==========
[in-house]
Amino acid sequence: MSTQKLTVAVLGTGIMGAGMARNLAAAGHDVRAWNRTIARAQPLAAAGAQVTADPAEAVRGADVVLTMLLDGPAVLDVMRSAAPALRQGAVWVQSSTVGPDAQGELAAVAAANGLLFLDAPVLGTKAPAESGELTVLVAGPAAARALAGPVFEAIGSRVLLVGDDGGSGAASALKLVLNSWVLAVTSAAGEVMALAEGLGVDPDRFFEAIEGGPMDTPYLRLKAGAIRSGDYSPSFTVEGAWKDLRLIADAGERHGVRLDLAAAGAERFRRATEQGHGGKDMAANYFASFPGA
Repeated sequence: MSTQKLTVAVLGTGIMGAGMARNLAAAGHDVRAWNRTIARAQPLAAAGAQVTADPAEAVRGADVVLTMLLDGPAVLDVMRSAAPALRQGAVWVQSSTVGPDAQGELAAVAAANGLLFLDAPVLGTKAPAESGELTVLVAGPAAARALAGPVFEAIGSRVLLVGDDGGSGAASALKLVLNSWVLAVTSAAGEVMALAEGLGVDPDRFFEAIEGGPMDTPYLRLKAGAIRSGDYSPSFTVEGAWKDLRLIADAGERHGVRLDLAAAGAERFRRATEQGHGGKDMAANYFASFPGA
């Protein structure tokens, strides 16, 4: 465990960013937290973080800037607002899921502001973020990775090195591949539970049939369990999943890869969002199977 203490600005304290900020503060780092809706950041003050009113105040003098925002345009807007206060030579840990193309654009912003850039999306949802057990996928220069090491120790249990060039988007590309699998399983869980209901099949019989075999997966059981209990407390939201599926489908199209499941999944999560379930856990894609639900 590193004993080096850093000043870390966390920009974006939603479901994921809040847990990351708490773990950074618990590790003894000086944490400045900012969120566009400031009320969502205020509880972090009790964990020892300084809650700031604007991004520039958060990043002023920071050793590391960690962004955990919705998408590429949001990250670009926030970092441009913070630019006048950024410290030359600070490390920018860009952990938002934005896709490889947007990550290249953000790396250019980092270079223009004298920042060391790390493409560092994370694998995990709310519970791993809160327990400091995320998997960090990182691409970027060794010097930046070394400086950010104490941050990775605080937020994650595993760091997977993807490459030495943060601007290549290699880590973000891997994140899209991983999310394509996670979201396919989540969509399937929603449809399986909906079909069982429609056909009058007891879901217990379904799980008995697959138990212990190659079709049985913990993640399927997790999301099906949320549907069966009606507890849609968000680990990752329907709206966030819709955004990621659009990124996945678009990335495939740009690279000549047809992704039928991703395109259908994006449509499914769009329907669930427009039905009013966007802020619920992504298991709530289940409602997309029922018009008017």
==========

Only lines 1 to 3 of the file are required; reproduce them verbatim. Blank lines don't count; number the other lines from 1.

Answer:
[in-house]
Amino acid sequence: MSTQKLTVAVLGTGIMGAGMARNLAAAGHDVRAWNRTIARAQPLAAAGAQVTADPAEAVRGADVVLTMLLDGPAVLDVMRSAAPALRQGAVWVQSSTVGPDAQGELAAVAAANGLLFLDAPVLGTKAPAESGELTVLVAGPAAARALAGPVFEAIGSRVLLVGDDGGSGAASALKLVLNSWVLAVTSAAGEVMALAEGLGVDPDRFFEAIEGGPMDTPYLRLKAGAIRSGDYSPSFTVEGAWKDLRLIADAGERHGVRLDLAAAGAERFRRATEQGHGGKDMAANYFASFPGA
Repeated sequence: MSTQKLTVAVLGTGIMGAGMARNLAAAGHDVRAWNRTIARAQPLAAAGAQVTADPAEAVRGADVVLTMLLDGPAVLDVMRSAAPALRQGAVWVQSSTVGPDAQGELAAVAAANGLLFLDAPVLGTKAPAESGELTVLVAGPAAARALAGPVFEAIGSRVLLVGDDGGSGAASALKLVLNSWVLAVTSAAGEVMALAEGLGVDPDRFFEAIEGGPMDTPYLRLKAGAIRSGDYSPSFTVEGAWKDLRLIADAGERHGVRLDLAAAGAERFRRATEQGHGGKDMAANYFASFPGA